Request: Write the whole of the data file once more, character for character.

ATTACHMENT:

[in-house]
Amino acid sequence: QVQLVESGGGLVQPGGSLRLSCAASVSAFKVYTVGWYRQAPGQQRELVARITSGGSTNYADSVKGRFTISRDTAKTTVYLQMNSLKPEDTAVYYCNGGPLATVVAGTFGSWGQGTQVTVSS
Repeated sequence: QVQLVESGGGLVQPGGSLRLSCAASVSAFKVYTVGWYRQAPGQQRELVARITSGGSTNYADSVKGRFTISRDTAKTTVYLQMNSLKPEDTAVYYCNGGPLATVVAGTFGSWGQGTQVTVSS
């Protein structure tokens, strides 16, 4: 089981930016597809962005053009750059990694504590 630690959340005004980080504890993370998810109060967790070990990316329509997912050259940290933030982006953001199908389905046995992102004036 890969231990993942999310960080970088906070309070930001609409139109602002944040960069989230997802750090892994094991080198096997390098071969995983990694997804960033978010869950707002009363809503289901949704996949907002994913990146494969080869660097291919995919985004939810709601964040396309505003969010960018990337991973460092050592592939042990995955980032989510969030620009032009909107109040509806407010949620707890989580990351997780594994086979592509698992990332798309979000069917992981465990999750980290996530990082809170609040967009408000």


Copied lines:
[in-house]
Amino acid sequence: QVQLVESGGGLVQPGGSLRLSCAASVSAFKVYTVGWYRQAPGQQRELVARITSGGSTNYADSVKGRFTISRDTAKTTVYLQMNSLKPEDTAVYYCNGGPLATVVAGTFGSWGQGTQVTVSS
Repeated sequence: QVQLVESGGGLVQPGGSLRLSCAASVSAFKVYTVGWYRQAPGQQRELVARITSGGSTNYADSVKGRFTISRDTAKTTVYLQMNSLKPEDTAVYYCNGGPLATVVAGTFGSWGQGTQVTVSS
């Protein structure tokens, strides 16, 4: 089981930016597809962005053009750059990694504590 630690959340005004980080504890993370998810109060967790070990990316329509997912050259940290933030982006953001199908389905046995992102004036 890969231990993942999310960080970088906070309070930001609409139109602002944040960069989230997802750090892994094991080198096997390098071969995983990694997804960033978010869950707002009363809503289901949704996949907002994913990146494969080869660097291919995919985004939810709601964040396309505003969010960018990337991973460092050592592939042990995955980032989510969030620009032009909107109040509806407010949620707890989580990351997780594994086979592509698992990332798309979000069917992981465990999750980290996530990082809170609040967009408000």